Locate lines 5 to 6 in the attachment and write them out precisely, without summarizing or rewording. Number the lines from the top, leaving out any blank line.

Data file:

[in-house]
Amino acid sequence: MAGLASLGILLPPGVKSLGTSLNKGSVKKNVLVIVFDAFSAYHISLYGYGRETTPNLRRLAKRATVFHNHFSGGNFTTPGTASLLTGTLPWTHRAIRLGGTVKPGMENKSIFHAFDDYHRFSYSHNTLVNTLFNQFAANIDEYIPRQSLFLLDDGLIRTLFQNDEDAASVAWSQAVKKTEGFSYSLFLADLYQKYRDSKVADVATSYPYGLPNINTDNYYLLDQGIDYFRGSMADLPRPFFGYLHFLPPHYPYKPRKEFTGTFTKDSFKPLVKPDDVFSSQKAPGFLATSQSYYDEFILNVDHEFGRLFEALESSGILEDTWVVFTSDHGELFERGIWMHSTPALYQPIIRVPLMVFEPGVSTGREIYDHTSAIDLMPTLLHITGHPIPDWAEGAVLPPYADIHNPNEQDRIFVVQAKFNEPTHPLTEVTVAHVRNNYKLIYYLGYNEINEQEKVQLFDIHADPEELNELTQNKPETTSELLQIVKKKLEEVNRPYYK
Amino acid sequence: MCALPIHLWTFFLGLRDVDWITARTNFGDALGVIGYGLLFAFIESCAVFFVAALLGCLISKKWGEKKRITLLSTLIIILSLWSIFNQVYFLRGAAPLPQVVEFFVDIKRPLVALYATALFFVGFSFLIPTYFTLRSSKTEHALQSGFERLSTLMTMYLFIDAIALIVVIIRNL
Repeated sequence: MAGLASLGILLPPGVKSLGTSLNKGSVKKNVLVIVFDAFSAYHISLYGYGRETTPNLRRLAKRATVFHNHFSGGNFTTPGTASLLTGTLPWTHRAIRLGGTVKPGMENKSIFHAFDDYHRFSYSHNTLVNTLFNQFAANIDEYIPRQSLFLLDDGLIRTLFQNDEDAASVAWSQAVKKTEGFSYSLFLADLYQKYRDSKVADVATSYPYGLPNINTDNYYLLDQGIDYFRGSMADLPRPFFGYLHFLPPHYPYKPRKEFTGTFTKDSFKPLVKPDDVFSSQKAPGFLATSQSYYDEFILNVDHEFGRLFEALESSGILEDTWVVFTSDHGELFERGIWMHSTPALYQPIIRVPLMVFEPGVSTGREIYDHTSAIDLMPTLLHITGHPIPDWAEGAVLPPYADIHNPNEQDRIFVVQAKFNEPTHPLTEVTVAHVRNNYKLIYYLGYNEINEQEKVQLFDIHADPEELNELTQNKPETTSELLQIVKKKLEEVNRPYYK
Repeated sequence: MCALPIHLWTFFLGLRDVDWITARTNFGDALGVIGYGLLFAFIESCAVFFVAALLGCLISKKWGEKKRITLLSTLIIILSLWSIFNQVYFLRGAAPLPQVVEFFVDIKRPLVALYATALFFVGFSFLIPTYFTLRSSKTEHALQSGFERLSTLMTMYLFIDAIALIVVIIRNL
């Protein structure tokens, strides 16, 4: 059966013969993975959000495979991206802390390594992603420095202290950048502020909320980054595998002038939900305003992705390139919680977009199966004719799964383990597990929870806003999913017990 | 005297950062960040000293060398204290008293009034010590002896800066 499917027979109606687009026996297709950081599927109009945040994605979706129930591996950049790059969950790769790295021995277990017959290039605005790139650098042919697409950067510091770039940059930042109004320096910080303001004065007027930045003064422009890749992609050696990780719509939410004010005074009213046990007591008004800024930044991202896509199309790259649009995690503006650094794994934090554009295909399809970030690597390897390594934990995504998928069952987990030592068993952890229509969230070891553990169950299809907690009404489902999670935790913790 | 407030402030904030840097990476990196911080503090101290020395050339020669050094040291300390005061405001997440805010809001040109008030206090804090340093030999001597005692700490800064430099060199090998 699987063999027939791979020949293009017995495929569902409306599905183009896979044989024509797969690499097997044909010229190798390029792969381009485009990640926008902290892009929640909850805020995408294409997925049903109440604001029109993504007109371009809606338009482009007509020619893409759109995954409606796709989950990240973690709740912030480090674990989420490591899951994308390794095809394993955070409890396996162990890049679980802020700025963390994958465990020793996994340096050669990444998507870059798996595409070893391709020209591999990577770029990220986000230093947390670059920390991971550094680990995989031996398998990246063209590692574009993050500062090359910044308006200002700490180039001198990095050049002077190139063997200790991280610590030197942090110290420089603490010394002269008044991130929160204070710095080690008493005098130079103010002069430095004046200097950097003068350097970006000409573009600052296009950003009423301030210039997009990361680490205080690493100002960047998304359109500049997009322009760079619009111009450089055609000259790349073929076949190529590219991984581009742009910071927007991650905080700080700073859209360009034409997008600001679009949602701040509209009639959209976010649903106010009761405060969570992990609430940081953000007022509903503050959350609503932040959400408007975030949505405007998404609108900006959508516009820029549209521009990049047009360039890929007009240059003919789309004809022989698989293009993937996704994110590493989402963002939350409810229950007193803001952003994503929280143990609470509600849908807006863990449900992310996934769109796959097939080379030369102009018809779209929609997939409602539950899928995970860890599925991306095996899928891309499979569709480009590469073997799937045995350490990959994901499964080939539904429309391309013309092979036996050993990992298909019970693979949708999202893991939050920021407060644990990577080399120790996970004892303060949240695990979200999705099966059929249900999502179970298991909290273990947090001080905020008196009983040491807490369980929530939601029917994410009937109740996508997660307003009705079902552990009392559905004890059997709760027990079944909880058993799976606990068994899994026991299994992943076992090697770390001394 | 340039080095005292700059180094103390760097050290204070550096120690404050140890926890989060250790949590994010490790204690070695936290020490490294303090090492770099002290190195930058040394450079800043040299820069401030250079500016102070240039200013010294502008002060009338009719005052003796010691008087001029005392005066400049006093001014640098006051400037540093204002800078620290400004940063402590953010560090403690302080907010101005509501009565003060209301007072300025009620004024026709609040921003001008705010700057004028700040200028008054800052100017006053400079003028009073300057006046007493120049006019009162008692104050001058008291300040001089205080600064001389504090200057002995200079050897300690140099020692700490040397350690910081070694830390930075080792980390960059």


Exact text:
Repeated sequence: MCALPIHLWTFFLGLRDVDWITARTNFGDALGVIGYGLLFAFIESCAVFFVAALLGCLISKKWGEKKRITLLSTLIIILSLWSIFNQVYFLRGAAPLPQVVEFFVDIKRPLVALYATALFFVGFSFLIPTYFTLRSSKTEHALQSGFERLSTLMTMYLFIDAIALIVVIIRNL
């Protein structure tokens, strides 16, 4: 059966013969993975959000495979991206802390390594992603420095202290950048502020909320980054595998002038939900305003992705390139919680977009199966004719799964383990597990929870806003999913017990 | 005297950062960040000293060398204290008293009034010590002896800066 499917027979109606687009026996297709950081599927109009945040994605979706129930591996950049790059969950790769790295021995277990017959290039605005790139650098042919697409950067510091770039940059930042109004320096910080303001004065007027930045003064422009890749992609050696990780719509939410004010005074009213046990007591008004800024930044991202896509199309790259649009995690503006650094794994934090554009295909399809970030690597390897390594934990995504998928069952987990030592068993952890229509969230070891553990169950299809907690009404489902999670935790913790 | 407030402030904030840097990476990196911080503090101290020395050339020669050094040291300390005061405001997440805010809001040109008030206090804090340093030999001597005692700490800064430099060199090998 699987063999027939791979020949293009017995495929569902409306599905183009896979044989024509797969690499097997044909010229190798390029792969381009485009990640926008902290892009929640909850805020995408294409997925049903109440604001029109993504007109371009809606338009482009007509020619893409759109995954409606796709989950990240973690709740912030480090674990989420490591899951994308390794095809394993955070409890396996162990890049679980802020700025963390994958465990020793996994340096050669990444998507870059798996595409070893391709020209591999990577770029990220986000230093947390670059920390991971550094680990995989031996398998990246063209590692574009993050500062090359910044308006200002700490180039001198990095050049002077190139063997200790991280610590030197942090110290420089603490010394002269008044991130929160204070710095080690008493005098130079103010002069430095004046200097950097003068350097970006000409573009600052296009950003009423301030210039997009990361680490205080690493100002960047998304359109500049997009322009760079619009111009450089055609000259790349073929076949190529590219991984581009742009910071927007991650905080700080700073859209360009034409997008600001679009949602701040509209009639959209976010649903106010009761405060969570992990609430940081953000007022509903503050959350609503932040959400408007975030949505405007998404609108900006959508516009820029549209521009990049047009360039890929007009240059003919789309004809022989698989293009993937996704994110590493989402963002939350409810229950007193803001952003994503929280143990609470509600849908807006863990449900992310996934769109796959097939080379030369102009018809779209929609997939409602539950899928995970860890599925991306095996899928891309499979569709480009590469073997799937045995350490990959994901499964080939539904429309391309013309092979036996050993990992298909019970693979949708999202893991939050920021407060644990990577080399120790996970004892303060949240695990979200999705099966059929249900999502179970298991909290273990947090001080905020008196009983040491807490369980929530939601029917994410009937109740996508997660307003009705079902552990009392559905004890059997709760027990079944909880058993799976606990068994899994026991299994992943076992090697770390001394 | 340039080095005292700059180094103390760097050290204070550096120690404050140890926890989060250790949590994010490790204690070695936290020490490294303090090492770099002290190195930058040394450079800043040299820069401030250079500016102070240039200013010294502008002060009338009719005052003796010691008087001029005392005066400049006093001014640098006051400037540093204002800078620290400004940063402590953010560090403690302080907010101005509501009565003060209301007072300025009620004024026709609040921003001008705010700057004028700040200028008054800052100017006053400079003028009073300057006046007493120049006019009162008692104050001058008291300040001089205080600064001389504090200057002995200079050897300690140099020692700490040397350690910081070694830390930075080792980390960059």